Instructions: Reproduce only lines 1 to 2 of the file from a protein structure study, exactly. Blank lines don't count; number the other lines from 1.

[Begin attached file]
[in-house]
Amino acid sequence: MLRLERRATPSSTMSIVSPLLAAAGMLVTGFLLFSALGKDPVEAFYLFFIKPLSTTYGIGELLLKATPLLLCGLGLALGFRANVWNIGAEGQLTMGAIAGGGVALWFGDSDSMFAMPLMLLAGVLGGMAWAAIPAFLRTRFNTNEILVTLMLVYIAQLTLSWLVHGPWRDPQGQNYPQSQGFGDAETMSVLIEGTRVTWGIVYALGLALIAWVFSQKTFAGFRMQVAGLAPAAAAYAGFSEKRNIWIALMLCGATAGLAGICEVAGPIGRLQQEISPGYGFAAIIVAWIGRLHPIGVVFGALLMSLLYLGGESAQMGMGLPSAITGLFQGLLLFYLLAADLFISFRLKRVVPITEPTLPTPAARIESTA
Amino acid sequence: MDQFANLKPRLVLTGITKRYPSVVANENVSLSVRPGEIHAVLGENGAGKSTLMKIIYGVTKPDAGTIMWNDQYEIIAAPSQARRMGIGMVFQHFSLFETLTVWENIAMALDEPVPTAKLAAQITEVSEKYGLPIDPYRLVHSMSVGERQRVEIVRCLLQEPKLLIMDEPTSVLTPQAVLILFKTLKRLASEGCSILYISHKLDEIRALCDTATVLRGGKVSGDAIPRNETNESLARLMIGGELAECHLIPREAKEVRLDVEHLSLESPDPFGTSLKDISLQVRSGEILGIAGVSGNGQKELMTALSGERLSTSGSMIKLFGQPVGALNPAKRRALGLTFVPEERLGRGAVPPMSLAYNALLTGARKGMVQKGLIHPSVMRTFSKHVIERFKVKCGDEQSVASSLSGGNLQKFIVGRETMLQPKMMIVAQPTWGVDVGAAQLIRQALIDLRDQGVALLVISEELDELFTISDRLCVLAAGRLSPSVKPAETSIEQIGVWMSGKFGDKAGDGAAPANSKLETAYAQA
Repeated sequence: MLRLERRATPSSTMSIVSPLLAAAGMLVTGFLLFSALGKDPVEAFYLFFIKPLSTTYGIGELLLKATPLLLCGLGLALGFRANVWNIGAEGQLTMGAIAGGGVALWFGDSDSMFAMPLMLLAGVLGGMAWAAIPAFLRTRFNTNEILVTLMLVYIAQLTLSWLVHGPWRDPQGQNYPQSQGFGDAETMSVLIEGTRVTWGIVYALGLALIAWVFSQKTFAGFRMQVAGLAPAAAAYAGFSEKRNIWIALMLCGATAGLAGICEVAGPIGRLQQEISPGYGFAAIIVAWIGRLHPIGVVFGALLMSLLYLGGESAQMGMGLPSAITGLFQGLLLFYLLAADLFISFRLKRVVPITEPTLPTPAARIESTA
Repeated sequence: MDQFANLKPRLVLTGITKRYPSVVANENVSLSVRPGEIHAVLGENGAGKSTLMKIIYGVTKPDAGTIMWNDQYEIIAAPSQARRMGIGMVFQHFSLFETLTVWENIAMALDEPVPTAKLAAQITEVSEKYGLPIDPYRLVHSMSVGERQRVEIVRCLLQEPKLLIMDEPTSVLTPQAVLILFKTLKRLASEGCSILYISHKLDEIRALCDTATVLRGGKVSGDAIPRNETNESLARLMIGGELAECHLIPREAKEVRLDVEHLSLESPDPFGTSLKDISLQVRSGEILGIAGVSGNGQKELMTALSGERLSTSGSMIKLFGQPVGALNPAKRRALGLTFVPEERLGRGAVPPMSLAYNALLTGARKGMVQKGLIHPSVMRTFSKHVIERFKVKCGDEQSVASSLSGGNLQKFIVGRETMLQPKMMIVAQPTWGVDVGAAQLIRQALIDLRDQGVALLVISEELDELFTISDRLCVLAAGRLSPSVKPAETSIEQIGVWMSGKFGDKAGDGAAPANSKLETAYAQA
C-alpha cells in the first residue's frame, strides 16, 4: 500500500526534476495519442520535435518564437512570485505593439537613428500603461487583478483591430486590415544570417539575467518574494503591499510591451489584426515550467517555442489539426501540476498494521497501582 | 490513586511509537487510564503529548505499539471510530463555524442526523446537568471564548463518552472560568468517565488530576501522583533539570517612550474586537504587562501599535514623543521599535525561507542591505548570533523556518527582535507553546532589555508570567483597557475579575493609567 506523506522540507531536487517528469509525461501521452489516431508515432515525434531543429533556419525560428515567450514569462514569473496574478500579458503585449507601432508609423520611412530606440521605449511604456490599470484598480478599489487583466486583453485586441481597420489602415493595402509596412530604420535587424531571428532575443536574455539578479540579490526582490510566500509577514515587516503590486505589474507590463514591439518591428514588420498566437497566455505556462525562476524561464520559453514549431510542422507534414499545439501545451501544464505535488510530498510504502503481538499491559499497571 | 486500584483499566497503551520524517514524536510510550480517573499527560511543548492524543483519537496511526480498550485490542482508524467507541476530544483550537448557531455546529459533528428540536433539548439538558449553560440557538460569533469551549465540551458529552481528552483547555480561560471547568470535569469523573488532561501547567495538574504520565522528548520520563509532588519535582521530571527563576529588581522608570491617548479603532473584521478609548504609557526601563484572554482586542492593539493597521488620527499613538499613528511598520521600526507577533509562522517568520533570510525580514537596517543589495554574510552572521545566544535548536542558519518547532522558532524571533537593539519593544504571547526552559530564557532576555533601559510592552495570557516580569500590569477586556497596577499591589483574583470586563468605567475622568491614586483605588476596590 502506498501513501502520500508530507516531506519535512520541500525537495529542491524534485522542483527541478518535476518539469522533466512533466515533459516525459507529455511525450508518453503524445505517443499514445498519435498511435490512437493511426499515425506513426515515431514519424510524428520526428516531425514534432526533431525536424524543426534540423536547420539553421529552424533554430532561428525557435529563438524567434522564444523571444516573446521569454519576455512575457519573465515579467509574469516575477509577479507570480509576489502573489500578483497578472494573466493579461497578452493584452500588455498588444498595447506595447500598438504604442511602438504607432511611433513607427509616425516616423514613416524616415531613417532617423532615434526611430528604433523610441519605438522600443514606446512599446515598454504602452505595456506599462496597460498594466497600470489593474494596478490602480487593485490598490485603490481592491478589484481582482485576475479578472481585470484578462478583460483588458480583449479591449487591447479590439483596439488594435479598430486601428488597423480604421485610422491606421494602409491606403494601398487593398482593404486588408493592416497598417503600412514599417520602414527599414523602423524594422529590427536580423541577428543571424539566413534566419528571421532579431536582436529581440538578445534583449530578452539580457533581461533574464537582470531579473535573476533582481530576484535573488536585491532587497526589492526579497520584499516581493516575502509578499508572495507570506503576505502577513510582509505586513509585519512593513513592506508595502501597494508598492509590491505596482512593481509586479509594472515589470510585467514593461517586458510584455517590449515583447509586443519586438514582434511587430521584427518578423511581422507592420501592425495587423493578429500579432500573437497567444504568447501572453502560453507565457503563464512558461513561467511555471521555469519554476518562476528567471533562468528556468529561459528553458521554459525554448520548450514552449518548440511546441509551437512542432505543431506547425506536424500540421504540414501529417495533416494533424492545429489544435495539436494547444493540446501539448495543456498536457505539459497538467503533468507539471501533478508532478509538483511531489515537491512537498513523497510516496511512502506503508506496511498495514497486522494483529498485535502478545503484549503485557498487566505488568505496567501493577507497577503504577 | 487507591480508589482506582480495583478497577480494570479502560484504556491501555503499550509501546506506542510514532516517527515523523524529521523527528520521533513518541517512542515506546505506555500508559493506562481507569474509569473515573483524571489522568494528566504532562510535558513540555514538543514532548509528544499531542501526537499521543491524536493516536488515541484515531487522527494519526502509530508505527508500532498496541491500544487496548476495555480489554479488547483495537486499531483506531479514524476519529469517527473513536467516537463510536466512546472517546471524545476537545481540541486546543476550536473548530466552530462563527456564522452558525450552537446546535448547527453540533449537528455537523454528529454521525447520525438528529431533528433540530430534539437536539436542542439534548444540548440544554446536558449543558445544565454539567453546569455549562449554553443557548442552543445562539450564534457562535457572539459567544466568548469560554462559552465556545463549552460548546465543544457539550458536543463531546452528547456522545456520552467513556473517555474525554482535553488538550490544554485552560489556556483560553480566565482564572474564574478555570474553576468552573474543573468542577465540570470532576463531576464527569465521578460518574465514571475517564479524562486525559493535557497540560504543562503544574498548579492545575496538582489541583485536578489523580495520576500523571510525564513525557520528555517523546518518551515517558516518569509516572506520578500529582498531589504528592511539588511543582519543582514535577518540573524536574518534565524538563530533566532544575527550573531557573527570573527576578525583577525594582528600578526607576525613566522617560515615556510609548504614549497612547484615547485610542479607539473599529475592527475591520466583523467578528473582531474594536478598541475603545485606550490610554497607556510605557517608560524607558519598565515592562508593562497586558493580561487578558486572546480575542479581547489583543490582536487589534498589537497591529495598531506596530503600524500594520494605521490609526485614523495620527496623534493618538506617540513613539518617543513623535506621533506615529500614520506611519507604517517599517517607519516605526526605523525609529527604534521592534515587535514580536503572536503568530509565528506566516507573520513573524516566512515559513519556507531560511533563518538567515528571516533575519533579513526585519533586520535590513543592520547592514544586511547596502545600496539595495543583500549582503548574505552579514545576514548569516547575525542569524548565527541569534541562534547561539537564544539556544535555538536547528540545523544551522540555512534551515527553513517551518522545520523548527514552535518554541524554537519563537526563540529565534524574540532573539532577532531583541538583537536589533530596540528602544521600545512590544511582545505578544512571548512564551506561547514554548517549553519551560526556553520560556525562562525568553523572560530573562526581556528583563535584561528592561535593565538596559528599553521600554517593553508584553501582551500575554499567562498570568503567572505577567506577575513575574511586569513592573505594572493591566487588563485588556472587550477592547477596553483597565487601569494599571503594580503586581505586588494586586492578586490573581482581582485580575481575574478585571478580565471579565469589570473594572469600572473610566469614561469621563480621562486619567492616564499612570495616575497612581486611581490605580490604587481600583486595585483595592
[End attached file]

[in-house]
Amino acid sequence: MLRLERRATPSSTMSIVSPLLAAAGMLVTGFLLFSALGKDPVEAFYLFFIKPLSTTYGIGELLLKATPLLLCGLGLALGFRANVWNIGAEGQLTMGAIAGGGVALWFGDSDSMFAMPLMLLAGVLGGMAWAAIPAFLRTRFNTNEILVTLMLVYIAQLTLSWLVHGPWRDPQGQNYPQSQGFGDAETMSVLIEGTRVTWGIVYALGLALIAWVFSQKTFAGFRMQVAGLAPAAAAYAGFSEKRNIWIALMLCGATAGLAGICEVAGPIGRLQQEISPGYGFAAIIVAWIGRLHPIGVVFGALLMSLLYLGGESAQMGMGLPSAITGLFQGLLLFYLLAADLFISFRLKRVVPITEPTLPTPAARIESTA